How INFJs Can Lose Out

INFJs walk in the footsteps of such illustrious figures as Carl Jung, Mother Teresa, Nelson Mandela, and Eleanor Roosevelt, to name a few. The path can be challenging. But for INFJs who struggle to evolve throughout their lives, it’s a rewarding one. However, problems can come up if one or more Myers-Briggs functions move to the […]
Source: Your Secret Self

3 replies
  1. Annie
    Annie says:

    Oh so true, particularly expectations/idealism – thank you.
    Do you have insights into how we might better tap into the flexible perceiving function? My judging is only “slight” over perceiving (22%) but in the context of disappointed expectations the perceiving function is going to have a fight an internal battle to try to learn to shed expectations and face current realities…
    In appreciation of your beacon 🙂

    • beaconadmin
      beaconadmin says:

      Avoiding expectations isn’t easy. Nor is giving up idealism. After all, they both feel good. The trouble is that when they’re out of sync with reality, disappointment results. Usually, the Myers-Briggs Judging and Feeling functions are responsible for the letdown.

      Judging and perceiving are different ways of looking at the world. The judger likes labels, clear definitions, and predictions about the future. Perceivers are better at taking events as they are without labeling and categorizing them or requiring closure. The process of making predictions and expecting them to come true is an abstract form of closure.

      In my opinion, cognitive therapy is the biggest help for people who worry or are disappointed easily. In 1989, Dr. David Burns, a cognitive therapist, published a book, “The Feeling Good Handbook,” that’s the best I’ve seen. You can buy a used copy on Amazon for less than a dollar. I’ve been using mine for almost twenty years.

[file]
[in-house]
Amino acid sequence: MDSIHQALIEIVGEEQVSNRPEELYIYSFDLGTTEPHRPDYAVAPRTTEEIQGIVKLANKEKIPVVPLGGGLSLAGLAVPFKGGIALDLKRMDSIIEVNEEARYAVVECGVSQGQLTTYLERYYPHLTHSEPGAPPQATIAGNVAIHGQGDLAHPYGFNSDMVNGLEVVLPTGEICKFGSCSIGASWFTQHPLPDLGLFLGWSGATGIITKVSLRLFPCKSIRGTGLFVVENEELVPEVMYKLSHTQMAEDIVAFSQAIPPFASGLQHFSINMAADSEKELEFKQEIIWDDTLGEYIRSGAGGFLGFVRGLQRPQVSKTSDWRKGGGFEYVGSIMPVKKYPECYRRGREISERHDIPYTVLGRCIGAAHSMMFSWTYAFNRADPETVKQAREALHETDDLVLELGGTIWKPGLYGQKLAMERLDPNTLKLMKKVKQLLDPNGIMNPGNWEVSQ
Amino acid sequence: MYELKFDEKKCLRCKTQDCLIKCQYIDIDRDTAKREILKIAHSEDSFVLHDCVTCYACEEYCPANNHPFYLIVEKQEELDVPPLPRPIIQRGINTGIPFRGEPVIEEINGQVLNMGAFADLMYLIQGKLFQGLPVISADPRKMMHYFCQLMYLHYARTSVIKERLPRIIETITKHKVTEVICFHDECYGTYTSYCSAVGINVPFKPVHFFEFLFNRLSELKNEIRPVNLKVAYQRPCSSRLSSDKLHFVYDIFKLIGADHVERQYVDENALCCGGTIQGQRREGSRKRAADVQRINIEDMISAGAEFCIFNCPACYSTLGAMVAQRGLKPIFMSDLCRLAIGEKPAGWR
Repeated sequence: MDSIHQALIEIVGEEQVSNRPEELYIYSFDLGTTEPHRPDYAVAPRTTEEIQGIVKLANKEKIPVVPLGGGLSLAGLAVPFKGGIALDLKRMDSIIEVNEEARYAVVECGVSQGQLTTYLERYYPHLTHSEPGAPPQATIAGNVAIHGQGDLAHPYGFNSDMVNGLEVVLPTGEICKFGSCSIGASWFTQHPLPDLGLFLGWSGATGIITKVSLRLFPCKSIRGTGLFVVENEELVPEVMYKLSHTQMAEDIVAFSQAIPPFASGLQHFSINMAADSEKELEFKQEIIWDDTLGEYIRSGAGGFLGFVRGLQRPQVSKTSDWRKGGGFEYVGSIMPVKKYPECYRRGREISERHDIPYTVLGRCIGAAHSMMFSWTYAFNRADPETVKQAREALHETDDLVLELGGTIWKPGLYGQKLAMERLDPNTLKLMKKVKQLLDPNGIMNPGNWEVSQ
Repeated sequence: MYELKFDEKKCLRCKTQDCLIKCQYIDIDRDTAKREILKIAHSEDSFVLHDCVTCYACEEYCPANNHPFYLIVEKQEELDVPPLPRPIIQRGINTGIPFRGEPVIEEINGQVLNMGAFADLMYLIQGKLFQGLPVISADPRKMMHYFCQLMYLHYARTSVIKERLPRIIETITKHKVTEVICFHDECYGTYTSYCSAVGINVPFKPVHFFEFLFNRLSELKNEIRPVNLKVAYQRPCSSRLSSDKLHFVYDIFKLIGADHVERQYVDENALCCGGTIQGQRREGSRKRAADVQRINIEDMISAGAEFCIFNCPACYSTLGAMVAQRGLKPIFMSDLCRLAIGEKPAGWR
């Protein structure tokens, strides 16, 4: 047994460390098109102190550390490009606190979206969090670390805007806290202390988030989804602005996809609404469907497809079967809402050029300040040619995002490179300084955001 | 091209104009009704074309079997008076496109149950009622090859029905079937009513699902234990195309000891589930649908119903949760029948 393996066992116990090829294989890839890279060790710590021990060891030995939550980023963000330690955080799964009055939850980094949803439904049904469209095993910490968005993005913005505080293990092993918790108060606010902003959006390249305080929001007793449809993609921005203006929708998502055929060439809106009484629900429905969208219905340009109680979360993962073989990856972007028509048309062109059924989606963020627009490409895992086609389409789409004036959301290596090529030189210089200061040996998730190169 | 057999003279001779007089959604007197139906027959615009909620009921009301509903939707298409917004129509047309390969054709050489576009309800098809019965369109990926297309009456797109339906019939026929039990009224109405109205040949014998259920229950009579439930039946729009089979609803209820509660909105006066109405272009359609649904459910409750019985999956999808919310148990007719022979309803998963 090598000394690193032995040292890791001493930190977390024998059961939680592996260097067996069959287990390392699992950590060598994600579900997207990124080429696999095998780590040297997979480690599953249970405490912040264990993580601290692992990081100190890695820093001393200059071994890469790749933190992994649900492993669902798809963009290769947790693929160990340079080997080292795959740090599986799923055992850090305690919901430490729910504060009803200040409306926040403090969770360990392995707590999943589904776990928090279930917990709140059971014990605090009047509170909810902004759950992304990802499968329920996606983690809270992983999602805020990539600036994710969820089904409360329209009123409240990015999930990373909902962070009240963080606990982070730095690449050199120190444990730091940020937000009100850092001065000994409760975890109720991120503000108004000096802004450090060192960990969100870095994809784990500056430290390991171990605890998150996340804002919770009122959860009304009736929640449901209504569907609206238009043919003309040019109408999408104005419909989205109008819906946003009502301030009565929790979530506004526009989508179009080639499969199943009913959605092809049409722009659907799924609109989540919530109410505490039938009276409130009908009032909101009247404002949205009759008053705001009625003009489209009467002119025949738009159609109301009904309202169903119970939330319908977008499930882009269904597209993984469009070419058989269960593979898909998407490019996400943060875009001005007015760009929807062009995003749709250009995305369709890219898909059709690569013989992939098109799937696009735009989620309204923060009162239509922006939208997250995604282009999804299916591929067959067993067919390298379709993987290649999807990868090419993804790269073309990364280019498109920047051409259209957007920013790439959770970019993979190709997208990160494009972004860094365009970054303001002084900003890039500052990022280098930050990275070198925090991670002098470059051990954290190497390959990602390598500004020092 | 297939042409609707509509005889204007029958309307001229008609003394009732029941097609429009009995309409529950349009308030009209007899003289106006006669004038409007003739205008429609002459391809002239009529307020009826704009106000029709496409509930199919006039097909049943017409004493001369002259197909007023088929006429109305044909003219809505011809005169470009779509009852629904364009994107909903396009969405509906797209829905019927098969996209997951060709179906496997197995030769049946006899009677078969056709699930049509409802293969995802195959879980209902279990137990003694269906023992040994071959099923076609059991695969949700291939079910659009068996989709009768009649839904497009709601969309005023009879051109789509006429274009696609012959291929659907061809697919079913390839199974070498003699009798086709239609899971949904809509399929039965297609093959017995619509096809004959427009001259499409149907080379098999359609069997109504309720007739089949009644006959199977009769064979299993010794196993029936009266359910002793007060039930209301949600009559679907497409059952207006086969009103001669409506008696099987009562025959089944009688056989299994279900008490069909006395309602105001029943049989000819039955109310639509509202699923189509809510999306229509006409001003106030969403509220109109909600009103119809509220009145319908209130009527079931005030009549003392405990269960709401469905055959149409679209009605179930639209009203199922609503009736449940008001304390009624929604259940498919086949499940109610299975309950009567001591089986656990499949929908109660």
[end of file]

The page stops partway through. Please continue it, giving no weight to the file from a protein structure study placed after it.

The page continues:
The book tells you how to spot cognitive distortions that give rise to failed expectations. There are ten: 1) all or nothing thinking, 2) overgeneralization (seeing negative events as never-ending patterns), 3) dwelling on the negatives and ignoring the positives, 4) discounting the positives, 5) jumping to conclusions (mind-reading or fortune-telling), 6) magnifying or minimizing situations, 7) reasoning emotionally, 8) making “should” statements, 9) labeling (saying “I’m a fool” instead of “I made a mistake”), and 10) blaming (self or others).

      Cognitive distortions can be reversed by the process of “reframing,” that is, seeing problems in their larger, more realistic contexts. Dr. Burns’ book describes many ways of doing this. The first, which I’ve used for years, is writing down the details of your negative thoughts and then seeing which of the cognitive distortions apply. There are many others.

      I recommend that you buy the book. Let us know if it helped.

      • Annie
        Annie says:

        Thank you so much for showing how what is perceived as a battle might become a journey. Have ordered the handbook and shall also enjoy the beams of your blog 🙂

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